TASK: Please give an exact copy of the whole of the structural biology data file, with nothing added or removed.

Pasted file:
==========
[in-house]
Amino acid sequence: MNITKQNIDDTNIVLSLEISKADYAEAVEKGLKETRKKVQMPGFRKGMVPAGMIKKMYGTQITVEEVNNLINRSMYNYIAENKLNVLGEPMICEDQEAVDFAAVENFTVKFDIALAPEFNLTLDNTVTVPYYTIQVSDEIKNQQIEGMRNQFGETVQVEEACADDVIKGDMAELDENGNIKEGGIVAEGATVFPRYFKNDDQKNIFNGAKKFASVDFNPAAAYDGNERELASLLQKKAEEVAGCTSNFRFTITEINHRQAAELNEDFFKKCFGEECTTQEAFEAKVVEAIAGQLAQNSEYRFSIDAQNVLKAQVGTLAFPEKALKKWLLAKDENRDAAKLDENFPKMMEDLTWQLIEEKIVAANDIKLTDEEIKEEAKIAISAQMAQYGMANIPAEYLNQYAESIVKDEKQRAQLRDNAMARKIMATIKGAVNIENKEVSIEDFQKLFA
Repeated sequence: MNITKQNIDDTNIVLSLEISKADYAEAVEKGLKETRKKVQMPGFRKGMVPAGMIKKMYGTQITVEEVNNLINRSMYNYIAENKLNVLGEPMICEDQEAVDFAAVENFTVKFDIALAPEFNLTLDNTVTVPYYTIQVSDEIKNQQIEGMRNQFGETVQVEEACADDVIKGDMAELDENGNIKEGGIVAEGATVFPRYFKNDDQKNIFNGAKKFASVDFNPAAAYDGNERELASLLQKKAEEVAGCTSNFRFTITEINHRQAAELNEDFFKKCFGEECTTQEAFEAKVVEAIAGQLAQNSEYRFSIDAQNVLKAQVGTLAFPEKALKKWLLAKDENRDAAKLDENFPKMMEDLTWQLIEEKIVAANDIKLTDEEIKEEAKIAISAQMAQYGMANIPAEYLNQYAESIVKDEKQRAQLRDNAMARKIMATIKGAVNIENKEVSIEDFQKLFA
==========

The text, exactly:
[in-house]
Amino acid sequence: MNITKQNIDDTNIVLSLEISKADYAEAVEKGLKETRKKVQMPGFRKGMVPAGMIKKMYGTQITVEEVNNLINRSMYNYIAENKLNVLGEPMICEDQEAVDFAAVENFTVKFDIALAPEFNLTLDNTVTVPYYTIQVSDEIKNQQIEGMRNQFGETVQVEEACADDVIKGDMAELDENGNIKEGGIVAEGATVFPRYFKNDDQKNIFNGAKKFASVDFNPAAAYDGNERELASLLQKKAEEVAGCTSNFRFTITEINHRQAAELNEDFFKKCFGEECTTQEAFEAKVVEAIAGQLAQNSEYRFSIDAQNVLKAQVGTLAFPEKALKKWLLAKDENRDAAKLDENFPKMMEDLTWQLIEEKIVAANDIKLTDEEIKEEAKIAISAQMAQYGMANIPAEYLNQYAESIVKDEKQRAQLRDNAMARKIMATIKGAVNIENKEVSIEDFQKLFA
Repeated sequence: MNITKQNIDDTNIVLSLEISKADYAEAVEKGLKETRKKVQMPGFRKGMVPAGMIKKMYGTQITVEEVNNLINRSMYNYIAENKLNVLGEPMICEDQEAVDFAAVENFTVKFDIALAPEFNLTLDNTVTVPYYTIQVSDEIKNQQIEGMRNQFGETVQVEEACADDVIKGDMAELDENGNIKEGGIVAEGATVFPRYFKNDDQKNIFNGAKKFASVDFNPAAAYDGNERELASLLQKKAEEVAGCTSNFRFTITEINHRQAAELNEDFFKKCFGEECTTQEAFEAKVVEAIAGQLAQNSEYRFSIDAQNVLKAQVGTLAFPEKALKKWLLAKDENRDAAKLDENFPKMMEDLTWQLIEEKIVAANDIKLTDEEIKEEAKIAISAQMAQYGMANIPAEYLNQYAESIVKDEKQRAQLRDNAMARKIMATIKGAVNIENKEVSIEDFQKLFA